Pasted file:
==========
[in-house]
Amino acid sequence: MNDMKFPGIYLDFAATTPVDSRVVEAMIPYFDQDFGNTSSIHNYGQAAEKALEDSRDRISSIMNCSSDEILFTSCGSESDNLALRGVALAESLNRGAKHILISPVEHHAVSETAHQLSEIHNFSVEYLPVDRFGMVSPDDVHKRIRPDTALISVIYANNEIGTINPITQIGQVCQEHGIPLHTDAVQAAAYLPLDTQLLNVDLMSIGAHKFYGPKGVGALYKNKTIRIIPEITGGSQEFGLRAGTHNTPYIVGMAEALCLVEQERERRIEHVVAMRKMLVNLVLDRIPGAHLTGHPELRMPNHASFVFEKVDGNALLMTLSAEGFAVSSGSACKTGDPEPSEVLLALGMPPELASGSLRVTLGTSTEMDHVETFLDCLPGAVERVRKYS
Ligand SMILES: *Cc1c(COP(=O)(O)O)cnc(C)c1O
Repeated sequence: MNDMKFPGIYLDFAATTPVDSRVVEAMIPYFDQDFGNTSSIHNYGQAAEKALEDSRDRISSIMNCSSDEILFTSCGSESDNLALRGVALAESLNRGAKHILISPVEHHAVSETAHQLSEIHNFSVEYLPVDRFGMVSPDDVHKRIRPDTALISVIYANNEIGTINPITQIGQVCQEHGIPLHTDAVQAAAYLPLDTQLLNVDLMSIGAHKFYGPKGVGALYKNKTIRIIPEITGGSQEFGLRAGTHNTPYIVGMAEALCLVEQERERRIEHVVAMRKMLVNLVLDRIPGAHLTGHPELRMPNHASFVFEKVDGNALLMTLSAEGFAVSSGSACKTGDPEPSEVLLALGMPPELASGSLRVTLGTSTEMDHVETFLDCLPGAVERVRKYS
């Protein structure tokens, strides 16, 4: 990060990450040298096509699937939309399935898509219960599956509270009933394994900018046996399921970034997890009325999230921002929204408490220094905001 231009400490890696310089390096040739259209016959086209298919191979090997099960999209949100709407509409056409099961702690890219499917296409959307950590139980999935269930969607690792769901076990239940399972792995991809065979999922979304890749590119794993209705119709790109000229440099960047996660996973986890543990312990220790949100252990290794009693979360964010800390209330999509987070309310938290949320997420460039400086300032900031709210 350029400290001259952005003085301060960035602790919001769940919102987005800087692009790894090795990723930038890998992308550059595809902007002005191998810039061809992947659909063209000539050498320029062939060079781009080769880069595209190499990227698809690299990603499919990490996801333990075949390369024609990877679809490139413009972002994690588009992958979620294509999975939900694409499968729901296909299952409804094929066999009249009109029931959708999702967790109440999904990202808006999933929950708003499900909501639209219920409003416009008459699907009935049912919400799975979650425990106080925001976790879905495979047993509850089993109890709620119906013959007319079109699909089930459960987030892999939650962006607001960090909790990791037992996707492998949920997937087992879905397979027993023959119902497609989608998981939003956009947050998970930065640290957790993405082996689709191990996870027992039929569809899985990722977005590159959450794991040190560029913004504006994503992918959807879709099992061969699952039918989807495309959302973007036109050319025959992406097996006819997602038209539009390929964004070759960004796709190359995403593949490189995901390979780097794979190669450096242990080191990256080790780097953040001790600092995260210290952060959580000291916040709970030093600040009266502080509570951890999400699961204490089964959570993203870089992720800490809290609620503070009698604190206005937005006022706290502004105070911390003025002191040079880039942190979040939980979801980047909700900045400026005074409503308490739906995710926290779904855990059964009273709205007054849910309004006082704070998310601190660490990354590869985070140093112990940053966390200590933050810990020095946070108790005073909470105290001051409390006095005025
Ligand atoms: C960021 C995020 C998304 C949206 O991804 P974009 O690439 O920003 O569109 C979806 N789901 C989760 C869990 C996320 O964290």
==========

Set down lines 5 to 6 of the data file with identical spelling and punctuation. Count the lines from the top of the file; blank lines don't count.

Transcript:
């Protein structure tokens, strides 16, 4: 990060990450040298096509699937939309399935898509219960599956509270009933394994900018046996399921970034997890009325999230921002929204408490220094905001 231009400490890696310089390096040739259209016959086209298919191979090997099960999209949100709407509409056409099961702690890219499917296409959307950590139980999935269930969607690792769901076990239940399972792995991809065979999922979304890749590119794993209705119709790109000229440099960047996660996973986890543990312990220790949100252990290794009693979360964010800390209330999509987070309310938290949320997420460039400086300032900031709210 350029400290001259952005003085301060960035602790919001769940919102987005800087692009790894090795990723930038890998992308550059595809902007002005191998810039061809992947659909063209000539050498320029062939060079781009080769880069595209190499990227698809690299990603499919990490996801333990075949390369024609990877679809490139413009972002994690588009992958979620294509999975939900694409499968729901296909299952409804094929066999009249009109029931959708999702967790109440999904990202808006999933929950708003499900909501639209219920409003416009008459699907009935049912919400799975979650425990106080925001976790879905495979047993509850089993109890709620119906013959007319079109699909089930459960987030892999939650962006607001960090909790990791037992996707492998949920997937087992879905397979027993023959119902497609989608998981939003956009947050998970930065640290957790993405082996689709191990996870027992039929569809899985990722977005590159959450794991040190560029913004504006994503992918959807879709099992061969699952039918989807495309959302973007036109050319025959992406097996006819997602038209539009390929964004070759960004796709190359995403593949490189995901390979780097794979190669450096242990080191990256080790780097953040001790600092995260210290952060959580000291916040709970030093600040009266502080509570951890999400699961204490089964959570993203870089992720800490809290609620503070009698604190206005937005006022706290502004105070911390003025002191040079880039942190979040939980979801980047909700900045400026005074409503308490739906995710926290779904855990059964009273709205007054849910309004006082704070998310601190660490990354590869985070140093112990940053966390200590933050810990020095946070108790005073909470105290001051409390006095005025
Ligand atoms: C960021 C995020 C998304 C949206 O991804 P974009 O690439 O920003 O569109 C979806 N789901 C989760 C869990 C996320 O964290």